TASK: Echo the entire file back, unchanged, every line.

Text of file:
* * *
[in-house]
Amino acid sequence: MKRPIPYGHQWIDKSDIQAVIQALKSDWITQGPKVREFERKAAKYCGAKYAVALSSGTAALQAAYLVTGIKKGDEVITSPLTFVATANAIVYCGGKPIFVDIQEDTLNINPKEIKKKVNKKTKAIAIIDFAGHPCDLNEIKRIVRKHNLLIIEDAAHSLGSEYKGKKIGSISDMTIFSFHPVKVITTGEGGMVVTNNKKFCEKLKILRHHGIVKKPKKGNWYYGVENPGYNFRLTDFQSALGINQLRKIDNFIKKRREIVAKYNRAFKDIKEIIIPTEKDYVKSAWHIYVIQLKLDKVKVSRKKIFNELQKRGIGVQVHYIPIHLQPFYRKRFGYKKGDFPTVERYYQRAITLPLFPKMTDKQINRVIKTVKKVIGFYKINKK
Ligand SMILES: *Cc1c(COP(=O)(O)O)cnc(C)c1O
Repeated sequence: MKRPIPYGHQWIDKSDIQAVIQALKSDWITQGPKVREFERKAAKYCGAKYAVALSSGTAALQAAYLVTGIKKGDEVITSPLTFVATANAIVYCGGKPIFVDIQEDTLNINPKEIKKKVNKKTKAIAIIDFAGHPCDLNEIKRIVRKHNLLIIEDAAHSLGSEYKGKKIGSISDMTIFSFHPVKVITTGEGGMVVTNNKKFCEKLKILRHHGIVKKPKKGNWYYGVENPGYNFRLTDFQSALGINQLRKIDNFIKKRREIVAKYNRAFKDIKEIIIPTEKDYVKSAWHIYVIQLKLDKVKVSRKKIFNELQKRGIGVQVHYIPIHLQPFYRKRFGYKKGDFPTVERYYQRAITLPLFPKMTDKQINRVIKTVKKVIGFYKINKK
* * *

[in-house]
Amino acid sequence: MKRPIPYGHQWIDKSDIQAVIQALKSDWITQGPKVREFERKAAKYCGAKYAVALSSGTAALQAAYLVTGIKKGDEVITSPLTFVATANAIVYCGGKPIFVDIQEDTLNINPKEIKKKVNKKTKAIAIIDFAGHPCDLNEIKRIVRKHNLLIIEDAAHSLGSEYKGKKIGSISDMTIFSFHPVKVITTGEGGMVVTNNKKFCEKLKILRHHGIVKKPKKGNWYYGVENPGYNFRLTDFQSALGINQLRKIDNFIKKRREIVAKYNRAFKDIKEIIIPTEKDYVKSAWHIYVIQLKLDKVKVSRKKIFNELQKRGIGVQVHYIPIHLQPFYRKRFGYKKGDFPTVERYYQRAITLPLFPKMTDKQINRVIKTVKKVIGFYKINKK
Ligand SMILES: *Cc1c(COP(=O)(O)O)cnc(C)c1O
Repeated sequence: MKRPIPYGHQWIDKSDIQAVIQALKSDWITQGPKVREFERKAAKYCGAKYAVALSSGTAALQAAYLVTGIKKGDEVITSPLTFVATANAIVYCGGKPIFVDIQEDTLNINPKEIKKKVNKKTKAIAIIDFAGHPCDLNEIKRIVRKHNLLIIEDAAHSLGSEYKGKKIGSISDMTIFSFHPVKVITTGEGGMVVTNNKKFCEKLKILRHHGIVKKPKKGNWYYGVENPGYNFRLTDFQSALGINQLRKIDNFIKKRREIVAKYNRAFKDIKEIIIPTEKDYVKSAWHIYVIQLKLDKVKVSRKKIFNELQKRGIGVQVHYIPIHLQPFYRKRFGYKKGDFPTVERYYQRAITLPLFPKMTDKQINRVIKTVKKVIGFYKINKK